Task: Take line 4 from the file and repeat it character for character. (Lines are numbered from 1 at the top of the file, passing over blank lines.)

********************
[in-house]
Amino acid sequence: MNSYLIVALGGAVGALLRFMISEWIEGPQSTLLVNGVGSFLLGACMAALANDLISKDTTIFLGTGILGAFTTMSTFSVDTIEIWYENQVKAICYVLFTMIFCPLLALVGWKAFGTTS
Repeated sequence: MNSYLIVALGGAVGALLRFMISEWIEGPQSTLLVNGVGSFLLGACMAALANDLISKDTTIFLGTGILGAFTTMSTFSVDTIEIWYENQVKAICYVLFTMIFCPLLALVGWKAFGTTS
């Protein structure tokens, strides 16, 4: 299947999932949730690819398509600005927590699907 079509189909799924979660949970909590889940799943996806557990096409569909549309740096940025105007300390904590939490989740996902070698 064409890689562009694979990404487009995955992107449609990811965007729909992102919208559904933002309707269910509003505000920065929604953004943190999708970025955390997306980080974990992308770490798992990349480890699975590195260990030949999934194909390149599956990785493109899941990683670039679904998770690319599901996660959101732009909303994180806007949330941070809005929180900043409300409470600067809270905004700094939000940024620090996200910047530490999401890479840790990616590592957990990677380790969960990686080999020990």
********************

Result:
């Protein structure tokens, strides 16, 4: 299947999932949730690819398509600005927590699907 079509189909799924979660949970909590889940799943996806557990096409569909549309740096940025105007300390904590939490989740996902070698 064409890689562009694979990404487009995955992107449609990811965007729909992102919208559904933002309707269910509003505000920065929604953004943190999708970025955390997306980080974990992308770490798992990349480890699975590195260990030949999934194909390149599956990785493109899941990683670039679904998770690319599901996660959101732009909303994180806007949330941070809005929180900043409300409470600067809270905004700094939000940024620090996200910047530490999401890479840790990616590592957990990677380790969960990686080999020990």